According to several military experts, it will take a coalition of 50,000 troops on the ground to truly defeat ISIS. At least, that is what the former army chief of staff who spent more than four years on duty in Iraq believes.
Gen. Raymond T. Odierno offered his perspective during a panel discussion moderated by Fox News for the Foundation of Defense of Democracies recently.
Odierno has received the George P. Shultz award for distinguished service. During his speech, he emphasized that the 50,000 would not be solely U.S. troops. He did maintain, however, that the coalition would need to be led by the United States.
The general commanded all U.S. forces from 2008 to 2010. While he supports a unified country, he believes that the U.S. government needs to consider whether Iraq has already been divided into three sectors by the sectarian violence between the Shia, Sunni and Kurd.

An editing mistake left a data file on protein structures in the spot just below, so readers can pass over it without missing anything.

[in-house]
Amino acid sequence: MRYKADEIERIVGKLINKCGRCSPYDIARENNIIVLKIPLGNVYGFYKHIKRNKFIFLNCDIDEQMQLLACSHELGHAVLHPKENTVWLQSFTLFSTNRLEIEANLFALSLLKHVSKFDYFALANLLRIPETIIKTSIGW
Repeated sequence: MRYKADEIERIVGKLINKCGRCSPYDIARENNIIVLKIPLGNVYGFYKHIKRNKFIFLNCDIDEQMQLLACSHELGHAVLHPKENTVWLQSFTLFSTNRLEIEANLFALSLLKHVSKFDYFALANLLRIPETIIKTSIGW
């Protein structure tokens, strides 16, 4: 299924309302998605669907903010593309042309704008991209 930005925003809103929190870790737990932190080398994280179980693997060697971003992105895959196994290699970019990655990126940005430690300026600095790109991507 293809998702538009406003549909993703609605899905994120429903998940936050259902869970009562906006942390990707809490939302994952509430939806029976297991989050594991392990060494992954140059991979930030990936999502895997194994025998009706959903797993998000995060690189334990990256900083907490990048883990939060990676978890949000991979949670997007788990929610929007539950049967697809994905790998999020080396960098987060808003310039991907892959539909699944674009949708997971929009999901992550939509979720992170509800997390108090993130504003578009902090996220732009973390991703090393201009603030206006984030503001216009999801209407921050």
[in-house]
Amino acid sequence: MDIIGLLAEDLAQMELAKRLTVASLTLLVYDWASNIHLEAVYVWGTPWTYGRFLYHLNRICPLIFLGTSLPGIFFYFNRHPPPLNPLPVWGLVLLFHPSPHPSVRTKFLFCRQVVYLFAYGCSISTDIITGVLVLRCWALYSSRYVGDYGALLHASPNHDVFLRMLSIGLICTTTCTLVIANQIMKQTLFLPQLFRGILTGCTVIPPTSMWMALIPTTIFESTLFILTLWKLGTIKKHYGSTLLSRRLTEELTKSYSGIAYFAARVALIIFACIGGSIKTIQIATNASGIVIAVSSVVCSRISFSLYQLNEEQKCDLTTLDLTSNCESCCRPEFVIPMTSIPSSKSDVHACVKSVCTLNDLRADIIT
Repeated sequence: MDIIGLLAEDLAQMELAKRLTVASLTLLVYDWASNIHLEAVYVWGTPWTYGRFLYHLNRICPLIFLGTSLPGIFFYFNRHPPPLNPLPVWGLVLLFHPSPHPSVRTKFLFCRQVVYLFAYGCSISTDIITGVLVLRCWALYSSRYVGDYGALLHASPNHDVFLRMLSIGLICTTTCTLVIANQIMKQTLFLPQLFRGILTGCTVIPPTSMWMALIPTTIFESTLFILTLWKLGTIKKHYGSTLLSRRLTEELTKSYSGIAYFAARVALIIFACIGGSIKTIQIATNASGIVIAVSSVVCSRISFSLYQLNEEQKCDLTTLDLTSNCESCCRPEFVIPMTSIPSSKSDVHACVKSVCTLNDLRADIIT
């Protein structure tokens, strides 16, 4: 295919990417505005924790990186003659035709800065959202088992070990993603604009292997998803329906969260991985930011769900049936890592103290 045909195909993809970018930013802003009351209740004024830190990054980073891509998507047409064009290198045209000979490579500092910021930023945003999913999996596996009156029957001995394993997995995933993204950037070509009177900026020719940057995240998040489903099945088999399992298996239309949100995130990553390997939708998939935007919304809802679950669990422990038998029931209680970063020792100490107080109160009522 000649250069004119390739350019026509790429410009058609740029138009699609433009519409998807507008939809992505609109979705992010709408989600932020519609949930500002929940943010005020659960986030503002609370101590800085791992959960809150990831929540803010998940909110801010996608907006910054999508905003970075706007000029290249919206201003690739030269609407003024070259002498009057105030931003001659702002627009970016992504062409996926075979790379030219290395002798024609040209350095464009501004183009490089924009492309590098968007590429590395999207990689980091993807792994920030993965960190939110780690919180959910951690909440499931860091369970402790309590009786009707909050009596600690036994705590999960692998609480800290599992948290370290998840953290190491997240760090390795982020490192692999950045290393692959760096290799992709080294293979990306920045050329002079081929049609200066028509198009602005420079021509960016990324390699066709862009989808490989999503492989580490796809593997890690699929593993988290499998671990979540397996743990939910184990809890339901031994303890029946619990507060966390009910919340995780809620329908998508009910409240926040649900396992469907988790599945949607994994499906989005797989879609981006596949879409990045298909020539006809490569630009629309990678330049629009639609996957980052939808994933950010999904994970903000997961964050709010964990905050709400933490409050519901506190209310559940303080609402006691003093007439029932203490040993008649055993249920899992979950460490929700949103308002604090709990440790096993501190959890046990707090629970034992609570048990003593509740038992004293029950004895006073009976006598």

“Today, I think it’s becoming harder and harder to have a unified Iraq,” he argued. “And the reason is I believe the influence of Iran inside of Iraq is so great, they will never allow the Sunnis to participate in a meaningful way in the government. If that doesn’t happen, you cannot have a unified Iraq.”
Odierno was against pulling troops from Iraq in the first place, and argues that Obama’s decision was a self-inflicted wound, making it harder for the U.S. government to independently assess what was happening on the ground.
“We lost what we call our human intelligence network on the ground,” he claims. “So we have to depend on Iraqis, which they collect intelligence, but they do it a little bit differently than we do and they look for different things.”